The Impossible Planet – Electric Dreams’ Story of Greed and Myth.

Last night the world was anticipating the premiere of CBS’s new addition to the Star Trek franchise, Star Trek: Discovery (read my review here). But we shouldn’t forget that there is more new science fiction this year than just Star Trek. 

Philip K. Dick's Electric Dreams logo (c) 2017 Channel 4
Philip K. Dick’s Electric Dreams logo (c) 2017 Channel 4

Channel 4 aired the second episode of it’s anthology series Electric Dreams, The Impossible Planet (not to be confused with the Doctor Who episode). Based on Philip K. Dick’s short story of the same name, we were once more given a glimpse into another of Dick’s visionary futures.

Imagination October 1953
Imagination October 1953

Philip K. Dick’s story The Impossible Planet first appeared in Imagination Magazine’s October 1953 issue. Channel 4’s version was adapted and directed by David Farr. The Impossible Planet follows the story of two space tourism employees, Brian Norton (Jack Reynor) and Ed Andrews (Benedict Wong), as they ferry they extremely elderly Irma Louise Gordon (Geraldine Chaplin) to the mythical birthplace of humankind, Earth.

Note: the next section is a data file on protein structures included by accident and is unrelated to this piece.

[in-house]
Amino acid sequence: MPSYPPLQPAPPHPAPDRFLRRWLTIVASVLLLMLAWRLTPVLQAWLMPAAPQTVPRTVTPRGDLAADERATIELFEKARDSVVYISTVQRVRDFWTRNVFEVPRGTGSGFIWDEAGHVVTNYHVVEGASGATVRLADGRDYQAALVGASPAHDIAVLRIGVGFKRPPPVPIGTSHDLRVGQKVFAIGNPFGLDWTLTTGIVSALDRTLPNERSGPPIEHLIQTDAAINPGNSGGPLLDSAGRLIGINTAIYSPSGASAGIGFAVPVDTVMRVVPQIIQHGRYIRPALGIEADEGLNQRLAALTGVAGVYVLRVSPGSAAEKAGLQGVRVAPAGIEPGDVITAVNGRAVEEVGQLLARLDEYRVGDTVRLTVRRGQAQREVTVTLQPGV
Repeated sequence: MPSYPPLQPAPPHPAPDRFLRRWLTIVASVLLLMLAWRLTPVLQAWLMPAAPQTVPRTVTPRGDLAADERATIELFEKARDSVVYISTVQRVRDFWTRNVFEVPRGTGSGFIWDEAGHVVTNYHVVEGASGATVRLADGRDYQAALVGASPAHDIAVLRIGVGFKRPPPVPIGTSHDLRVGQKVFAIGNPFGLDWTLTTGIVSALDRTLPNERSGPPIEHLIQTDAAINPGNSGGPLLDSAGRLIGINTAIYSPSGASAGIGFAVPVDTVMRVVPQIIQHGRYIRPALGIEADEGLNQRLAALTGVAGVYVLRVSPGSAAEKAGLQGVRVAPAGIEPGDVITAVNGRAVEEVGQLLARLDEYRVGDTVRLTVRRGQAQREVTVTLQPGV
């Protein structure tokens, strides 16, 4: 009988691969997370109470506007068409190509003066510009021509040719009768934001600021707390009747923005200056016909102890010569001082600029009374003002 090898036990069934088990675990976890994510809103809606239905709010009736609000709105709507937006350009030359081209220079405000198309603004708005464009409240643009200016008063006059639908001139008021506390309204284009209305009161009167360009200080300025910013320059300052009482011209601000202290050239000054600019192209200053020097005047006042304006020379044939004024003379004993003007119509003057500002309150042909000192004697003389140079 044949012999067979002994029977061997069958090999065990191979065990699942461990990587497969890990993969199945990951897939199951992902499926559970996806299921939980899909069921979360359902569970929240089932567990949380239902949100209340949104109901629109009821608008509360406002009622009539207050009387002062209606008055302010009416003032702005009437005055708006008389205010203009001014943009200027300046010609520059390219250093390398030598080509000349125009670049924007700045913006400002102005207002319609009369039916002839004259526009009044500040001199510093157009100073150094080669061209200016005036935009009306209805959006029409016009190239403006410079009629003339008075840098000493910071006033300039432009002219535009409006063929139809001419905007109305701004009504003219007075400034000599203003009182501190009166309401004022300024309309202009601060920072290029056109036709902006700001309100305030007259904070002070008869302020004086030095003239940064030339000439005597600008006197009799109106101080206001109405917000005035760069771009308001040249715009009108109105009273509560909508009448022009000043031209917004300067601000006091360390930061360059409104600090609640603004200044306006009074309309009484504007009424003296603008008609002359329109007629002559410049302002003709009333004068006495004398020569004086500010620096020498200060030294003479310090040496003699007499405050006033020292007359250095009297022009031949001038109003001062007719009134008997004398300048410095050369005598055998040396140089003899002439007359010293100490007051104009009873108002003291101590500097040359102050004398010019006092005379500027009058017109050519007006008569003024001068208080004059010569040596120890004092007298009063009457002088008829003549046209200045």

The Impossible Planet as originally written by Dick is rather straight forward without much in the way of double or hidden meaning so typical of Dick’s later works. This adaptation of The Impossible Planet, while following the story more closely than the The Hood Maker, still tries to make the story more Philip K. Dick than Dick himself did. Or at least what most people have come to consider as Dick’s style.

RB29, Ed Adrews, Brian Norton, and Irma Gordon. Electric Dreams' The Impossible Planet. (c) 2017 Channel 4
RB29, Ed Adrews, Brian Norton, and Irma Gordon. Electric Dreams’ The Impossible Planet. (c) 2017 Channel 4

Benedict Wong performs admirably as the less than scrupulous Ed Andrews, and Jack Reynor’s Brian Norton as a semi-reluctant participant, offers a good portrayal of a man in emotional conflict. Geraldine Chaplin was an excellent choice for Irma Gordon. She’s frail without being weak either mentally or emotionally.

The bulk of the story focuses on Norton and his difficulties in his home and work life, and his strange and changing relationship with Irma Gordon and her needs on this highly unusual trip. By the end of the story, however, you knew how things were going to end, and there were no surprises. This is the case in the original story as well. That ending was different to this one, but not surprising in the least either.

Electric Dreams’ second outing is an entertaining and capable version of one of Dick’s lesser known stories (by the general public at least). The acting and the writing were on par with the first episode and while it didn’t have quite the emotional punch of The Hood Maker, it’s still very worthy viewing.

I’m very much looking forward to the rest of the series.

The next episode The Commuter airs Sunday October 1st on Channel 4.

Timothy Spall in The Commuter
Timothy Spall in Electric Dreams’ The Commuter (c) 2017 Channel 4

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